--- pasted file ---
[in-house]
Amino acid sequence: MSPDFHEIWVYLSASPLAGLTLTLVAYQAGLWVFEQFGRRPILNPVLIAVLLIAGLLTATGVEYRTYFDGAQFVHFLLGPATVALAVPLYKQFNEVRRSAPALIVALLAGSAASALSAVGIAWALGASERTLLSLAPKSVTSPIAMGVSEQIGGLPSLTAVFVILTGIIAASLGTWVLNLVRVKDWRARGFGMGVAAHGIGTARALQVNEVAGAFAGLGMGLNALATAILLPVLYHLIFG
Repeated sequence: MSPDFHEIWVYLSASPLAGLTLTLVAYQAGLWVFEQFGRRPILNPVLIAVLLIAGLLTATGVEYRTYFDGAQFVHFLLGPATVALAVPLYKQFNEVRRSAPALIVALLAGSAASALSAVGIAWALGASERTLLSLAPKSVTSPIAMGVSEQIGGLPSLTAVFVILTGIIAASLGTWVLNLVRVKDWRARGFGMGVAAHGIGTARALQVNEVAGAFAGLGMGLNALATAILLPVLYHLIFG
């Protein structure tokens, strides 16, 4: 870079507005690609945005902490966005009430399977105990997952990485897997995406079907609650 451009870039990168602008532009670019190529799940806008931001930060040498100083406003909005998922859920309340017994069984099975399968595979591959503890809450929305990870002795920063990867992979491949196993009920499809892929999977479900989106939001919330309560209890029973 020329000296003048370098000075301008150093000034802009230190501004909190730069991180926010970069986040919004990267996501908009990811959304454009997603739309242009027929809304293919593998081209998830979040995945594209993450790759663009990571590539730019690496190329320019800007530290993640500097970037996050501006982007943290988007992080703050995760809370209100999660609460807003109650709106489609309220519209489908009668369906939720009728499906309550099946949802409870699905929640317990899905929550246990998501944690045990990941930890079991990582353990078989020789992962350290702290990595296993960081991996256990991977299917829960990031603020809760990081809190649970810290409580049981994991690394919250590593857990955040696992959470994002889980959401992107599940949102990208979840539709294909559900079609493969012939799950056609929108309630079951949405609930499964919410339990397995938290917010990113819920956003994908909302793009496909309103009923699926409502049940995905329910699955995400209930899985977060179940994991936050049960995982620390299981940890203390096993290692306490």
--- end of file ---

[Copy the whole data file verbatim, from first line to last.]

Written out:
[in-house]
Amino acid sequence: MSPDFHEIWVYLSASPLAGLTLTLVAYQAGLWVFEQFGRRPILNPVLIAVLLIAGLLTATGVEYRTYFDGAQFVHFLLGPATVALAVPLYKQFNEVRRSAPALIVALLAGSAASALSAVGIAWALGASERTLLSLAPKSVTSPIAMGVSEQIGGLPSLTAVFVILTGIIAASLGTWVLNLVRVKDWRARGFGMGVAAHGIGTARALQVNEVAGAFAGLGMGLNALATAILLPVLYHLIFG
Repeated sequence: MSPDFHEIWVYLSASPLAGLTLTLVAYQAGLWVFEQFGRRPILNPVLIAVLLIAGLLTATGVEYRTYFDGAQFVHFLLGPATVALAVPLYKQFNEVRRSAPALIVALLAGSAASALSAVGIAWALGASERTLLSLAPKSVTSPIAMGVSEQIGGLPSLTAVFVILTGIIAASLGTWVLNLVRVKDWRARGFGMGVAAHGIGTARALQVNEVAGAFAGLGMGLNALATAILLPVLYHLIFG
């Protein structure tokens, strides 16, 4: 870079507005690609945005902490966005009430399977105990997952990485897997995406079907609650 451009870039990168602008532009670019190529799940806008931001930060040498100083406003909005998922859920309340017994069984099975399968595979591959503890809450929305990870002795920063990867992979491949196993009920499809892929999977479900989106939001919330309560209890029973 020329000296003048370098000075301008150093000034802009230190501004909190730069991180926010970069986040919004990267996501908009990811959304454009997603739309242009027929809304293919593998081209998830979040995945594209993450790759663009990571590539730019690496190329320019800007530290993640500097970037996050501006982007943290988007992080703050995760809370209100999660609460807003109650709106489609309220519209489908009668369906939720009728499906309550099946949802409870699905929640317990899905929550246990998501944690045990990941930890079991990582353990078989020789992962350290702290990595296993960081991996256990991977299917829960990031603020809760990081809190649970810290409580049981994991690394919250590593857990955040696992959470994002889980959401992107599940949102990208979840539709294909559900079609493969012939799950056609929108309630079951949405609930499964919410339990397995938290917010990113819920956003994908909302793009496909309103009923699926409502049940995905329910699955995400209930899985977060179940994991936050049960995982620390299981940890203390096993290692306490």